When I started trying to promote my own artwork online I kept coming across other people's art that amazed or compelled me in one way or another. This blog has been a way for me to practice thinking and writing about art, as well as learning more about my peers and all the incredible art that is being made out there.

Search for an Artist on this blog (or cut and paste from the list at the bottom of this page)

Thursday, January 17, 2013

Doug Cooper

"Early Morning Arrivals"   36" x 48"  charcoal on paper on panel  2012

"Before and After the Cranes"   36" x 48"  charcoal on paper on panel  2012

"Game Night 2"  2008

Carnegie Mellon University Center Mural - 1996  "View of Carnegie Mellon's Gesling Stadium"

"Harbor Island"  49" x 97"   charcoal on paper on panel    2011
Doug Cooper is a professor at Caregie Mellon's school of architecture, the author of two books on drawing, and oh yeah, an artist. His work is on a huge scale; drawing sometimes 4 feet by 8 feet wide or actual murals. They are usually scenes of cities, distorted through a fish-eye lens of memory and history. He seems to especially revel in the verticality of places. Bridges and hills feature prominently creating layers of space. Highways twist and turn through neighborhoods passing over railways all resembling arteries and veins in a body politic. There is a decidedly romantic air to these images of proud industrialization that seems reminiscent of mid-twentieth century Americana. And this is probably no accident. In some of his murals he actually incorporates drawings and memories from a city's elderly citizens so that much of what you see reflects exactly that era. But regardless, one cannot help be awed by the omniscient eye of the artist as he floats above the bustling urban sprawl taking in closeup details and vast horizons with equal import and clarity.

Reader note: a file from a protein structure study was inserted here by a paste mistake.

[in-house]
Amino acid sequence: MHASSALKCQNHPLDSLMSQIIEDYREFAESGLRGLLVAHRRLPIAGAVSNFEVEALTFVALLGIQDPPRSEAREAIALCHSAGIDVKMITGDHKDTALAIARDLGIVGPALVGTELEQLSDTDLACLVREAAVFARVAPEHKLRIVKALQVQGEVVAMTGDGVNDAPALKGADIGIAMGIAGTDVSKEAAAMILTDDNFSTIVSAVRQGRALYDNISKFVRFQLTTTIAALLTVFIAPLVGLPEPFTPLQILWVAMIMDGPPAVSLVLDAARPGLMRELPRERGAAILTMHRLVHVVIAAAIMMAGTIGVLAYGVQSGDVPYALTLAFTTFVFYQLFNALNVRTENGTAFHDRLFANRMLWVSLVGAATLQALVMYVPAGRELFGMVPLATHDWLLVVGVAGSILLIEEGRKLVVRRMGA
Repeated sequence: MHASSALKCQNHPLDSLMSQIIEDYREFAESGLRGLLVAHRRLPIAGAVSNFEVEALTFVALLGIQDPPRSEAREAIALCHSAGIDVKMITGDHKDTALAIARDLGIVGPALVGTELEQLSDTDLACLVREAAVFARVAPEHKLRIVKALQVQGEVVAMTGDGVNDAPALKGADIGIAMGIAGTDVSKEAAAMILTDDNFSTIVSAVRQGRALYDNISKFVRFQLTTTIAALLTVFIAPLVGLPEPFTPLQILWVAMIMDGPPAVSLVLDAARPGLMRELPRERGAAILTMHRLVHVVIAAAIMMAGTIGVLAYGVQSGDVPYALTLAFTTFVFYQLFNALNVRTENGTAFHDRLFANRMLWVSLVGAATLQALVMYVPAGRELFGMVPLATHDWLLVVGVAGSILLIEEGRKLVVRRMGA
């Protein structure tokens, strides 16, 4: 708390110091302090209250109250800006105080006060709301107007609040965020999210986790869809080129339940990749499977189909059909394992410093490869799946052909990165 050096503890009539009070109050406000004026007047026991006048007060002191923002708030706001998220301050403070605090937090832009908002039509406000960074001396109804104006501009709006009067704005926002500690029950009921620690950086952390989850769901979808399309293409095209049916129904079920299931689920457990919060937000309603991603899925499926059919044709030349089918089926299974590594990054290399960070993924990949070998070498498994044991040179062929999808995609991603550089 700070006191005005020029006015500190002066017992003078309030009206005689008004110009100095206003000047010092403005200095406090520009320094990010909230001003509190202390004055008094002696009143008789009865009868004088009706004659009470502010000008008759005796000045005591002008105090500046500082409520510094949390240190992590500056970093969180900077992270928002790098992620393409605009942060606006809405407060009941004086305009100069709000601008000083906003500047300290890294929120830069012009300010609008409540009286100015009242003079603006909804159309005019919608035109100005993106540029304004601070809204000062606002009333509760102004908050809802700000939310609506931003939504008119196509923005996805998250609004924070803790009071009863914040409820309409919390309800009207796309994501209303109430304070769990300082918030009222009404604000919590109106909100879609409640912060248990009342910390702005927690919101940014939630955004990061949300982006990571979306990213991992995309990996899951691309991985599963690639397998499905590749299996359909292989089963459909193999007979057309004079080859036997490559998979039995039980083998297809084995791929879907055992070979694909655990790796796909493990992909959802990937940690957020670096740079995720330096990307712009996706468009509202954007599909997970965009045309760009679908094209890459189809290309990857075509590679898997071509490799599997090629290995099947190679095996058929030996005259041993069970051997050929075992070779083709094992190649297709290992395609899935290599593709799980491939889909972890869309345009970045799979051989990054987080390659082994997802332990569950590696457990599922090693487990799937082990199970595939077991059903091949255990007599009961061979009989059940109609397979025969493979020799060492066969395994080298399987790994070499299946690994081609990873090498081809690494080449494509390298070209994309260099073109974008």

The last image above "Harbor Island" is the largest file I could find if you'd like to view one a bit bigger. Beyond that you'll just have to go find an original somewhere.
you can see more images at: www.andrew.cmu.edu
and some work from a recent show in and of Seattle at: www.davidsongalleries.com

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